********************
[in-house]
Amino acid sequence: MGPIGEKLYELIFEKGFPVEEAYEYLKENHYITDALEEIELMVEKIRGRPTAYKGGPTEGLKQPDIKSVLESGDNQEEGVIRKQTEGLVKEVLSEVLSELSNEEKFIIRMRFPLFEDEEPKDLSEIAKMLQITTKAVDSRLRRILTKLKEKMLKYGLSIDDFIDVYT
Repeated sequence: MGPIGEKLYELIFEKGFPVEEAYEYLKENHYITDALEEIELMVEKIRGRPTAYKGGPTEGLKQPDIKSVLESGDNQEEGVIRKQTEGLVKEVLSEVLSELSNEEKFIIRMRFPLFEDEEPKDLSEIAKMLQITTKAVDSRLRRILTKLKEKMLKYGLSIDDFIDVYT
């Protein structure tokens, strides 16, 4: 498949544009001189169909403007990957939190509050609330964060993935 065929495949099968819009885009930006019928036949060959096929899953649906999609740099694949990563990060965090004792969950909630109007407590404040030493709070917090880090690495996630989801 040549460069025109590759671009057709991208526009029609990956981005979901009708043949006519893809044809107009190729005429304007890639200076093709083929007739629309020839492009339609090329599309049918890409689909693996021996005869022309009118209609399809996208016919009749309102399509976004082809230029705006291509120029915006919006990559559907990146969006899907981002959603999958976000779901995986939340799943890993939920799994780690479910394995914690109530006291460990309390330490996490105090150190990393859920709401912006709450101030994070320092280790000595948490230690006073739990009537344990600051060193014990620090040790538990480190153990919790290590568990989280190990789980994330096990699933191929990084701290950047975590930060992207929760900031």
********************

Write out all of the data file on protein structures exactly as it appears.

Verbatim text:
[in-house]
Amino acid sequence: MGPIGEKLYELIFEKGFPVEEAYEYLKENHYITDALEEIELMVEKIRGRPTAYKGGPTEGLKQPDIKSVLESGDNQEEGVIRKQTEGLVKEVLSEVLSELSNEEKFIIRMRFPLFEDEEPKDLSEIAKMLQITTKAVDSRLRRILTKLKEKMLKYGLSIDDFIDVYT
Repeated sequence: MGPIGEKLYELIFEKGFPVEEAYEYLKENHYITDALEEIELMVEKIRGRPTAYKGGPTEGLKQPDIKSVLESGDNQEEGVIRKQTEGLVKEVLSEVLSELSNEEKFIIRMRFPLFEDEEPKDLSEIAKMLQITTKAVDSRLRRILTKLKEKMLKYGLSIDDFIDVYT
């Protein structure tokens, strides 16, 4: 498949544009001189169909403007990957939190509050609330964060993935 065929495949099968819009885009930006019928036949060959096929899953649906999609740099694949990563990060965090004792969950909630109007407590404040030493709070917090880090690495996630989801 040549460069025109590759671009057709991208526009029609990956981005979901009708043949006519893809044809107009190729005429304007890639200076093709083929007739629309020839492009339609090329599309049918890409689909693996021996005869022309009118209609399809996208016919009749309102399509976004082809230029705006291509120029915006919006990559559907990146969006899907981002959603999958976000779901995986939340799943890993939920799994780690479910394995914690109530006291460990309390330490996490105090150190990393859920709401912006709450101030994070320092280790000595948490230690006073739990009537344990600051060193014990620090040790538990480190153990919790290590568990989280190990789980994330096990699933191929990084701290950047975590930060992207929760900031």